But his gift for storytelling that combines great humor and heart — but never sticky sentimentality — continues. So does his focus on older men unhappy with where they find their lives. An overlying sadness is tempered with hope and humor.

Payne's moviemaking craft and care are evident everywhere in “Nebraska,” from casting, location and soundtrack choices to editing, filling the frame and pulling spot-on performances from his leads.

“Nebraska,” small yet profound, will be a player as the award season unfolds.

* * * * *

NEBRASKA

Quality: Three and a half stars (out of four)
Director: Alexander Payne
Stars: Bruce Dern, Will Forte, June Squibb, Stacy Keach
Rating: R for profanity, frank sexual talk
Running time: 1 hour, 55 minutes
Theater: Film Streams

Contact the writer: Bob Fischbach

bob.fischbach@owh.com    |   402-444-1269

Bob reviews movies and local theater productions and writes stories about those topics, as well.

Read more stories by Bob


Contact the Omaha World-Herald newsroom


Copyright ©2014 Omaha World-Herald®. All rights reserved. This material may not be published, broadcast, rewritten, displayed or redistributed for any purpose without permission from the Omaha World-Herald.

Latest Stories

Omaha shop's ice cream named one of the best in the U.S.
Omaha shop's ice cream named one of the best in the U.S.

Ted & Wally’s Ice Cream is featured in a new book focused on the best ice creams across the nation.


Lincoln's Pershing Center announces what might be its final concert
Lincoln's Pershing Center announces what might be its final concert

Arena will probably go out in a flame of Goo Goo.


Missing 3-year-old boy found in claw machine at Lincoln bowling alley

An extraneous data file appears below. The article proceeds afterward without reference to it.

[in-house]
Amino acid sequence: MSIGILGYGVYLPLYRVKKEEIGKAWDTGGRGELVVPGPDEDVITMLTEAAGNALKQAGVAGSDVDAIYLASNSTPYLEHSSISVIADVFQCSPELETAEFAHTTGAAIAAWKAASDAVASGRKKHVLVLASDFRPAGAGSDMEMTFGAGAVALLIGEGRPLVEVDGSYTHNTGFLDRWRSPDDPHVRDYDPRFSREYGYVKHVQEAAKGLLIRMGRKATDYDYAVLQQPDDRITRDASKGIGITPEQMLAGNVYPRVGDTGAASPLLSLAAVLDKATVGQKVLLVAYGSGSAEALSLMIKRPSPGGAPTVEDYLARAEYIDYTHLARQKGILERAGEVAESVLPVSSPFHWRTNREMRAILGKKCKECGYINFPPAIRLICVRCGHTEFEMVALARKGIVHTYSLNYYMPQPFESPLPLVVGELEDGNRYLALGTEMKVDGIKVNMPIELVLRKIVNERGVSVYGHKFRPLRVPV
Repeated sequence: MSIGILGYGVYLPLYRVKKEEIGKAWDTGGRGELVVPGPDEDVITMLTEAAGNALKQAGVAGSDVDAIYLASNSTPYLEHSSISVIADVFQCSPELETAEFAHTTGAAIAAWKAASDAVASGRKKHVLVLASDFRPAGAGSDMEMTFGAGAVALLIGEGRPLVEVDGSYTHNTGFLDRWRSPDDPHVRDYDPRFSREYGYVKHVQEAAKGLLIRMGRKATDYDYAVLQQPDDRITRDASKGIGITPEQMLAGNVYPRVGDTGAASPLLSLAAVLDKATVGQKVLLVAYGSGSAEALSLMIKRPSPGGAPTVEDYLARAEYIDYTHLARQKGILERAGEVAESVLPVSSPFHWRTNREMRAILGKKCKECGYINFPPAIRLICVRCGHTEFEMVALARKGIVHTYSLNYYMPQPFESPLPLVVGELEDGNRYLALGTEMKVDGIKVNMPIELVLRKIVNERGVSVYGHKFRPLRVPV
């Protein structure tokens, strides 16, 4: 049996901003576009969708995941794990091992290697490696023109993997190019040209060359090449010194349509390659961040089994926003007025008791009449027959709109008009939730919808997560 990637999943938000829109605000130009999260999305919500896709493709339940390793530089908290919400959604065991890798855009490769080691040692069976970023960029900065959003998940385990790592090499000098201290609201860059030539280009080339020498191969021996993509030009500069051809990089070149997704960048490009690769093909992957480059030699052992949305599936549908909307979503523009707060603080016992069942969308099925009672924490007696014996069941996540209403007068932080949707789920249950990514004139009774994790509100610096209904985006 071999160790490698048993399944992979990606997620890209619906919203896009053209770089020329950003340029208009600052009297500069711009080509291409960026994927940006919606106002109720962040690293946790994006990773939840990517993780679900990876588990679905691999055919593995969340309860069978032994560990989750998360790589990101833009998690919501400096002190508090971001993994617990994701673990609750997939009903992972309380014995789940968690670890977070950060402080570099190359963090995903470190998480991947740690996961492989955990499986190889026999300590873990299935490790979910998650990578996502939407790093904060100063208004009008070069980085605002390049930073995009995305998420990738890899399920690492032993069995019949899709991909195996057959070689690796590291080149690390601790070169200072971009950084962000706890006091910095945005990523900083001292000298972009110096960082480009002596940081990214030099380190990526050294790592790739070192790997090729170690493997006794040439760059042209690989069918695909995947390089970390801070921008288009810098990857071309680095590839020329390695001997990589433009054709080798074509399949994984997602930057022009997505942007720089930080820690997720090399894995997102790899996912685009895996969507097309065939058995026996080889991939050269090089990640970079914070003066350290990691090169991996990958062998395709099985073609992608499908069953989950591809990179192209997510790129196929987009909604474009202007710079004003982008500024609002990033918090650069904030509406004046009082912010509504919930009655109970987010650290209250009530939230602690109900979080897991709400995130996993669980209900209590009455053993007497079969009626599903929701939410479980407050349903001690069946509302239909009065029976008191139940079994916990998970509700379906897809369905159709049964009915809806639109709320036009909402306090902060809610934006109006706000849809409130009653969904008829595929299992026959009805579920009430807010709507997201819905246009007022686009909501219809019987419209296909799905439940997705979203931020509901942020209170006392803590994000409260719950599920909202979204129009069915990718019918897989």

Missing 3-year-old boy found in claw machine at Lincoln bowling alley

He was uninjured and playing happily with the stuffed animals in the machine.


How to win a $4,300 ‘Walking Dead #1' comic while also doing something nice
How to win a ,300 ‘Walking Dead #1' comic while also doing something nice

A local comic book shop is once again raffling away a pricey issue for a good cause.


Omaha, Lincoln record stores ready for their day in the sun
Omaha, Lincoln record stores ready for their day in the sun

If you’re dying to get some cool swag on your record shelf, Record Store Day is the most wonderful day of the year.


'American Idol' tour to play Council Bluffs' Stir Cove
'American Idol' tour to play Council Bluffs' Stir Cove

The show's season finale will air on May 20, and the tour of the show's top 10 finalists will begin about a month later on June 24.


Review: ‘Heaven is for Real’ leaves it to viewer to interpret its story
Review: ‘Heaven is for Real’ leaves it to viewer to interpret its story

My first reaction to “Heaven Is for Real” after a recent preview screening: best Christian-themed movie I’ve seen in quite a while. Two weeks later, that hasn’t changed.


Nebraska family and town depicted on the big screen in 'Heaven is for Real'
Nebraska family and town depicted on the big screen in 'Heaven is for Real'

Imperial family feels Colton's inspirational story got heaven-sent production and reverential handling


What to watch: An all-new 'Americans' on FX
What to watch: An all-new 'Americans' on FX

In this week's episode, Philip and Elizabeth both face painful turns in their respective missions while Stan tries to access an American military program.


5 religious movies to watch again

Sunday is Easter. That, combined with the opening of “Heaven Is for Real,” put us in mind of some of our favorite Christian-themed movies.


 
Search
Movies Opening this week

Movie showtimes and theater listings






Read this!








VIDEOS

Tonight in Prime Time
© 2014 Omaha World-Herald. All rights reserved